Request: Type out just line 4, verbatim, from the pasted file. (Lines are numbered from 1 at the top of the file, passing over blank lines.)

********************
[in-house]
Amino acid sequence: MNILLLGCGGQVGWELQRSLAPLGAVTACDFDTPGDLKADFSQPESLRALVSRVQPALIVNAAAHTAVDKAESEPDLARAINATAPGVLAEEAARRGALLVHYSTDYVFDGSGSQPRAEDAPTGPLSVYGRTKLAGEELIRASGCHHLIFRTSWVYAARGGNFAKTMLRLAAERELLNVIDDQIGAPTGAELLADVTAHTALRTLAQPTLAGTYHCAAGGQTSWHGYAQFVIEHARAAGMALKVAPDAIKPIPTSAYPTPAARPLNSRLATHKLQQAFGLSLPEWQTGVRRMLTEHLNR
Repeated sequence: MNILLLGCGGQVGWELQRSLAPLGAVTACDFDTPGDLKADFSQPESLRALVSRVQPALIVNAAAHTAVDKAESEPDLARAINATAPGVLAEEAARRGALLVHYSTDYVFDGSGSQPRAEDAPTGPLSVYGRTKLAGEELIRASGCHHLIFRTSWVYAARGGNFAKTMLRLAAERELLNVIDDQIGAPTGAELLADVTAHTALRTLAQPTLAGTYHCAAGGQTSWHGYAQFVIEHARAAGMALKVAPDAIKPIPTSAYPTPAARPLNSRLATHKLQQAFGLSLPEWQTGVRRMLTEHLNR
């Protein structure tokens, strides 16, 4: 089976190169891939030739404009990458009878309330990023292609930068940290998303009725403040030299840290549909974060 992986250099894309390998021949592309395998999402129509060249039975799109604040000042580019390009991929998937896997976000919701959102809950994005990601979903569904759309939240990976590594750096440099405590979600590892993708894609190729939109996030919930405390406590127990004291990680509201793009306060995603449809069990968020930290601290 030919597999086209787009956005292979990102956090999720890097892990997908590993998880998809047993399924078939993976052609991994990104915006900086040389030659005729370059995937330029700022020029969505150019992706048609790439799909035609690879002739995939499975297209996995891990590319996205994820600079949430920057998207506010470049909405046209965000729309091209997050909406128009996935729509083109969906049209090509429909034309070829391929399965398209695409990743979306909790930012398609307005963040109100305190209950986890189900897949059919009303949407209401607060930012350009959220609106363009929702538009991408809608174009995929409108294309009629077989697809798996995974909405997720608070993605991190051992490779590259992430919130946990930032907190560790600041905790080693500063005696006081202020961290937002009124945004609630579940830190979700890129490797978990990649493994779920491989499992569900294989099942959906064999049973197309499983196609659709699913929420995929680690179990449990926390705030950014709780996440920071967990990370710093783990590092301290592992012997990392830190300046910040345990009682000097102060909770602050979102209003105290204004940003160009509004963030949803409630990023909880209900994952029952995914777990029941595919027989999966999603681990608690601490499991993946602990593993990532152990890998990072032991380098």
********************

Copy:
């Protein structure tokens, strides 16, 4: 089976190169891939030739404009990458009878309330990023292609930068940290998303009725403040030299840290549909974060 992986250099894309390998021949592309395998999402129509060249039975799109604040000042580019390009991929998937896997976000919701959102809950994005990601979903569904759309939240990976590594750096440099405590979600590892993708894609190729939109996030919930405390406590127990004291990680509201793009306060995603449809069990968020930290601290 030919597999086209787009956005292979990102956090999720890097892990997908590993998880998809047993399924078939993976052609991994990104915006900086040389030659005729370059995937330029700022020029969505150019992706048609790439799909035609690879002739995939499975297209996995891990590319996205994820600079949430920057998207506010470049909405046209965000729309091209997050909406128009996935729509083109969906049209090509429909034309070829391929399965398209695409990743979306909790930012398609307005963040109100305190209950986890189900897949059919009303949407209401607060930012350009959220609106363009929702538009991408809608174009995929409108294309009629077989697809798996995974909405997720608070993605991190051992490779590259992430919130946990930032907190560790600041905790080693500063005696006081202020961290937002009124945004609630579940830190979700890129490797978990990649493994779920491989499992569900294989099942959906064999049973197309499983196609659709699913929420995929680690179990449990926390705030950014709780996440920071967990990370710093783990590092301290592992012997990392830190300046910040345990009682000097102060909770602050979102209003105290204004940003160009509004963030949803409630990023909880209900994952029952995914777990029941595919027989999966999603681990608690601490499991993946602990593993990532152990890998990072032991380098």